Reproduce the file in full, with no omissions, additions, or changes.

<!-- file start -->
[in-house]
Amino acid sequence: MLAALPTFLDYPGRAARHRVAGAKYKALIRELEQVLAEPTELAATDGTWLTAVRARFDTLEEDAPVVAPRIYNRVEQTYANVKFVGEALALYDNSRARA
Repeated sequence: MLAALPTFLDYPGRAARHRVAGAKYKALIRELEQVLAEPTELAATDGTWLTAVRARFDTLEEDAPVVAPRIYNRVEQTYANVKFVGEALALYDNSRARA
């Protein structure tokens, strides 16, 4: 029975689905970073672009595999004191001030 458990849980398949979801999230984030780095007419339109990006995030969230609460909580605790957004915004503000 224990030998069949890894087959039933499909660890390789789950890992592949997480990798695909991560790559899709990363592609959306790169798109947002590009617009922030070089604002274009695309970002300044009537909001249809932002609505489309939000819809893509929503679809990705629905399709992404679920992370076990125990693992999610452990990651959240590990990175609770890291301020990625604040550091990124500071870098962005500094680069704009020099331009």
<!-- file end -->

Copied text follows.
[in-house]
Amino acid sequence: MLAALPTFLDYPGRAARHRVAGAKYKALIRELEQVLAEPTELAATDGTWLTAVRARFDTLEEDAPVVAPRIYNRVEQTYANVKFVGEALALYDNSRARA
Repeated sequence: MLAALPTFLDYPGRAARHRVAGAKYKALIRELEQVLAEPTELAATDGTWLTAVRARFDTLEEDAPVVAPRIYNRVEQTYANVKFVGEALALYDNSRARA
């Protein structure tokens, strides 16, 4: 029975689905970073672009595999004191001030 458990849980398949979801999230984030780095007419339109990006995030969230609460909580605790957004915004503000 224990030998069949890894087959039933499909660890390789789950890992592949997480990798695909991560790559899709990363592609959306790169798109947002590009617009922030070089604002274009695309970002300044009537909001249809932002609505489309939000819809893509929503679809990705629905399709992404679920992370076990125990693992999610452990990651959240590990990175609770890291301020990625604040550091990124500071870098962005500094680069704009020099331009």